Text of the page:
The Foreign Service Journal - December 2013 - page 16

Service, whatever their specialties.)
Toward that end, excellence in report-
ing, analysis and negotiationmust be
valued and rewarded just as much as
managerial ability—for those, too, are
special skills on which policymakers very
often call.
Similarly, the skills and personalities
required to provide consular services to
foreigners, as well as American citizens
abroad; manage development assistance
to foreigners; assist American business-
men in their foreign dealings; or persuade
foreigners of America’s message are not
necessarily the same as those needed to
deal only with fellow Americans. Experi-
enced diplomats in these jobs must also be
supported and protected—not pushed out
To sumup, what we should be seek-
ing to cultivate is greater respect among
diplomats for what their colleagues are
doing—and a willingness to sacrifice one’s
own ambitions for the common good
as needed. The Foreign Service cannot
change human nature: misunderstandings
and jealousies will continue to arise when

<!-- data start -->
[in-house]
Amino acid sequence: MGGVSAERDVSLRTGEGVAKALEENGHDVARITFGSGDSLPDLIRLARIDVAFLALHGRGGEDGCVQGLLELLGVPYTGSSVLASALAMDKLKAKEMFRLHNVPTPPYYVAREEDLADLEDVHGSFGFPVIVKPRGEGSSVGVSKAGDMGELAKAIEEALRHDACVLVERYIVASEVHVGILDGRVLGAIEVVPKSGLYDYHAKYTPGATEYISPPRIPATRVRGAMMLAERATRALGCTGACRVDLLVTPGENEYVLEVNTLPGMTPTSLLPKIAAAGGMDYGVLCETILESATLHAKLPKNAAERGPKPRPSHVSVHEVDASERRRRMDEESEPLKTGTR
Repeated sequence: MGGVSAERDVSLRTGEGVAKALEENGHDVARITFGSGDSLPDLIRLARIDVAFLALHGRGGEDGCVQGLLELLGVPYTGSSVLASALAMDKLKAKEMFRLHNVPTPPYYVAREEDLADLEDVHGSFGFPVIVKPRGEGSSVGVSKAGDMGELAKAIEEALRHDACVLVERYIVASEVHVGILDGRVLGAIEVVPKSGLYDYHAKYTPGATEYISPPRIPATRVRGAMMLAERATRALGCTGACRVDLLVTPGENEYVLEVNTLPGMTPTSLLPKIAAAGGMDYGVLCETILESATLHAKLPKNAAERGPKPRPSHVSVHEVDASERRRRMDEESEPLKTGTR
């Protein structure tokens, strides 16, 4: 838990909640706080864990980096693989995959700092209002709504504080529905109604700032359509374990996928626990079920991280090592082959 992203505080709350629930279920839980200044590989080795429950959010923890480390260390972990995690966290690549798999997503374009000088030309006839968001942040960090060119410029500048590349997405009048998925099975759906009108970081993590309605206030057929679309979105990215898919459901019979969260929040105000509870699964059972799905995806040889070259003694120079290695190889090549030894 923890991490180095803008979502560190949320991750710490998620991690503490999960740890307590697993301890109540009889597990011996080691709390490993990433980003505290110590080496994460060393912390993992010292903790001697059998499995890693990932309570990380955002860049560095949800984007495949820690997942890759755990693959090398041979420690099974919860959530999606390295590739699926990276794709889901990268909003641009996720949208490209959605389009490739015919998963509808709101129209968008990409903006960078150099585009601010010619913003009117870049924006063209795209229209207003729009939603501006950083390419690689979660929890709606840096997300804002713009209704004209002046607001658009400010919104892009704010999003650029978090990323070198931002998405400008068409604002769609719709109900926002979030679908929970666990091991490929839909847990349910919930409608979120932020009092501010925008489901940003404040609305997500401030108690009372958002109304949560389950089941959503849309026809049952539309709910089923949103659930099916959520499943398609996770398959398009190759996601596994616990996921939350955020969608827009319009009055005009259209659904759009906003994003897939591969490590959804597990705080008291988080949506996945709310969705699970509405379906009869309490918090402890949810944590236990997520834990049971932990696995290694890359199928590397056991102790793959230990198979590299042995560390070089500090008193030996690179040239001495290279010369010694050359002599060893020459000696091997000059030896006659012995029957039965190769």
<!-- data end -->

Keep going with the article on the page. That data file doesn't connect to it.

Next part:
individuals feel unfairly slighted. But the
Service can instill the value of putting the
common interest, and that of the country,
above one’s own ambition.
That should be the mark of a stronger
Foreign Service: one that gains respect by
effectiveness in doing its own, distinct job,
yet is closer to the communal values of the
military and other service professions that
Americans, as well as citizens elsewhere in
the world, admire.
We should cultivate greater respect for what every
member of the Foreign Service is doing—and willingness
to sacrifice personal ambitions for the common good.
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